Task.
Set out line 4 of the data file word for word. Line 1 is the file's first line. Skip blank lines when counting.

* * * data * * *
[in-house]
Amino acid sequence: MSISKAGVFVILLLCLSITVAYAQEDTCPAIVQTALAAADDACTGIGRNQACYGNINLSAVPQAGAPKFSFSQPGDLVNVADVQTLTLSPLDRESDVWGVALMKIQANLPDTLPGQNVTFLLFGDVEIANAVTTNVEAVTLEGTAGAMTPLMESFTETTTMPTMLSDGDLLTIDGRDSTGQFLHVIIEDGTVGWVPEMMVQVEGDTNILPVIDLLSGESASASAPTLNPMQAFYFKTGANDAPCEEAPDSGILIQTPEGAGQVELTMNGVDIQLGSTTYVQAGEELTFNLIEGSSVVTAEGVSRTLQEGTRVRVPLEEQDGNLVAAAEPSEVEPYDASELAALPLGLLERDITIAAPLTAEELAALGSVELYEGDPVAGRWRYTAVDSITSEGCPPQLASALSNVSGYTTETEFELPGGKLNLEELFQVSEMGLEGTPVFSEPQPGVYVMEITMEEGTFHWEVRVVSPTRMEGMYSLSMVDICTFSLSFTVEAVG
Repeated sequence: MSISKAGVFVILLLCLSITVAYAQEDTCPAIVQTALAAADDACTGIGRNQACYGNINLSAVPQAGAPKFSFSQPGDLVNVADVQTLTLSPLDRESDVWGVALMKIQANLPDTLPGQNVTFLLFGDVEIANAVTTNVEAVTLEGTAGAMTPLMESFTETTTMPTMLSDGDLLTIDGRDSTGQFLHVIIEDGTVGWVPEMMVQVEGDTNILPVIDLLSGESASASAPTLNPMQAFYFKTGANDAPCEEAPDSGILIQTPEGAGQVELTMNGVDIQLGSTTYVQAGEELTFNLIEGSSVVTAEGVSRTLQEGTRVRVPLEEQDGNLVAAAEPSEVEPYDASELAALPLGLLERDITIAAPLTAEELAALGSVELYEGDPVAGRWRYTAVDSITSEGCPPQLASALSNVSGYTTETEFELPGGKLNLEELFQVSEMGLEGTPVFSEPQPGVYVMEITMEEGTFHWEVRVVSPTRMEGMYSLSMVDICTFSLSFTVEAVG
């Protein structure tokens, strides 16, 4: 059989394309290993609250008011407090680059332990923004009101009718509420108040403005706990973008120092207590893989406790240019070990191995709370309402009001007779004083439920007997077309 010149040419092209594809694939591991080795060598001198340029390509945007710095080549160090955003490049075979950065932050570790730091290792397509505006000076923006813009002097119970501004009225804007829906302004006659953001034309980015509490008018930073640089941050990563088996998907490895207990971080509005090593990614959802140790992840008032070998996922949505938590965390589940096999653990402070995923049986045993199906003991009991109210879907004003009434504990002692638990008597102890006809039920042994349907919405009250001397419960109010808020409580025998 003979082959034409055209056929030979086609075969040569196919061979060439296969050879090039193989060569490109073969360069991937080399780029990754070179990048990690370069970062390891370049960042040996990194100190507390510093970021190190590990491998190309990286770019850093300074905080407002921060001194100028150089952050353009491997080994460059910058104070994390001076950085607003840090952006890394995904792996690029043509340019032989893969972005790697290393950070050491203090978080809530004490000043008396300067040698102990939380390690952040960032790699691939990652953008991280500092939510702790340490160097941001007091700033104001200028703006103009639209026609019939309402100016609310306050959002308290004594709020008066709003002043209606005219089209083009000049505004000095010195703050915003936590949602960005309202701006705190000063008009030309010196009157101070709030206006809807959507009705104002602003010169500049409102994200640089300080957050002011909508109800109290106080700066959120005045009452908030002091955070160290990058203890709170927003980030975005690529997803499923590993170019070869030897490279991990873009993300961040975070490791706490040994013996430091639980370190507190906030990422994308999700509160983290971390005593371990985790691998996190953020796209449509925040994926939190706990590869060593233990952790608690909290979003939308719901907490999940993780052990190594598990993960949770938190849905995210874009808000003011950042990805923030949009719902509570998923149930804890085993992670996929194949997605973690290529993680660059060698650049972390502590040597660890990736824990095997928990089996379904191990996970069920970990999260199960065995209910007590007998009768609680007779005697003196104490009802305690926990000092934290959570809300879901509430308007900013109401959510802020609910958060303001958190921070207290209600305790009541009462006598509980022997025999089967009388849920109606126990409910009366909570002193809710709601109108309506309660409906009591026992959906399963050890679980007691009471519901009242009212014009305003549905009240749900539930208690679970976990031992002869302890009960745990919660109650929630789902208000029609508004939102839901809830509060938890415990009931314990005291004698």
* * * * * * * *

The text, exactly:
């Protein structure tokens, strides 16, 4: 059989394309290993609250008011407090680059332990923004009101009718509420108040403005706990973008120092207590893989406790240019070990191995709370309402009001007779004083439920007997077309 010149040419092209594809694939591991080795060598001198340029390509945007710095080549160090955003490049075979950065932050570790730091290792397509505006000076923006813009002097119970501004009225804007829906302004006659953001034309980015509490008018930073640089941050990563088996998907490895207990971080509005090593990614959802140790992840008032070998996922949505938590965390589940096999653990402070995923049986045993199906003991009991109210879907004003009434504990002692638990008597102890006809039920042994349907919405009250001397419960109010808020409580025998 003979082959034409055209056929030979086609075969040569196919061979060439296969050879090039193989060569490109073969360069991937080399780029990754070179990048990690370069970062390891370049960042040996990194100190507390510093970021190190590990491998190309990286770019850093300074905080407002921060001194100028150089952050353009491997080994460059910058104070994390001076950085607003840090952006890394995904792996690029043509340019032989893969972005790697290393950070050491203090978080809530004490000043008396300067040698102990939380390690952040960032790699691939990652953008991280500092939510702790340490160097941001007091700033104001200028703006103009639209026609019939309402100016609310306050959002308290004594709020008066709003002043209606005219089209083009000049505004000095010195703050915003936590949602960005309202701006705190000063008009030309010196009157101070709030206006809807959507009705104002602003010169500049409102994200640089300080957050002011909508109800109290106080700066959120005045009452908030002091955070160290990058203890709170927003980030975005690529997803499923590993170019070869030897490279991990873009993300961040975070490791706490040994013996430091639980370190507190906030990422994308999700509160983290971390005593371990985790691998996190953020796209449509925040994926939190706990590869060593233990952790608690909290979003939308719901907490999940993780052990190594598990993960949770938190849905995210874009808000003011950042990805923030949009719902509570998923149930804890085993992670996929194949997605973690290529993680660059060698650049972390502590040597660890990736824990095997928990089996379904191990996970069920970990999260199960065995209910007590007998009768609680007779005697003196104490009802305690926990000092934290959570809300879901509430308007900013109401959510802020609910958060303001958190921070207290209600305790009541009462006598509980022997025999089967009388849920109606126990409910009366909570002193809710709601109108309506309660409906009591026992959906399963050890679980007691009471519901009242009212014009305003549905009240749900539930208690679970976990031992002869302890009960745990919660109650929630789902208000029609508004939102839901809830509060938890415990009931314990005291004698």